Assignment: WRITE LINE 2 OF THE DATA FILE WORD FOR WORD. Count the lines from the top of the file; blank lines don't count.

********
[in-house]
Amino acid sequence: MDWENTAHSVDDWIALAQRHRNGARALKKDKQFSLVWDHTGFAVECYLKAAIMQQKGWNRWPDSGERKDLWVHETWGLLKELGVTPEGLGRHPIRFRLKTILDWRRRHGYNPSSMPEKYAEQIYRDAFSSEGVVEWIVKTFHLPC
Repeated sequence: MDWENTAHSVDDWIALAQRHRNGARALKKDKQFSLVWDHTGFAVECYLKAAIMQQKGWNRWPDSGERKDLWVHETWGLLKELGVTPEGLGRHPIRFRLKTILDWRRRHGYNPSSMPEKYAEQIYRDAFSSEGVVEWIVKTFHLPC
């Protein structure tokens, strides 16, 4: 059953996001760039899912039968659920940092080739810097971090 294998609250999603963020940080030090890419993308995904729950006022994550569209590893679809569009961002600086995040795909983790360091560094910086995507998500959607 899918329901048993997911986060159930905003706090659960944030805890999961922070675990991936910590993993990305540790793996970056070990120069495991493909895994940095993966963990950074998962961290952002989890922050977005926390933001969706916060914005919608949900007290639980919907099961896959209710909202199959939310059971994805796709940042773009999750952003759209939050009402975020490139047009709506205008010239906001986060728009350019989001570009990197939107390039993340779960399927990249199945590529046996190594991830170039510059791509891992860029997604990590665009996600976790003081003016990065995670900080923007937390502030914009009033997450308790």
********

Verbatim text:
Amino acid sequence: MDWENTAHSVDDWIALAQRHRNGARALKKDKQFSLVWDHTGFAVECYLKAAIMQQKGWNRWPDSGERKDLWVHETWGLLKELGVTPEGLGRHPIRFRLKTILDWRRRHGYNPSSMPEKYAEQIYRDAFSSEGVVEWIVKTFHLPC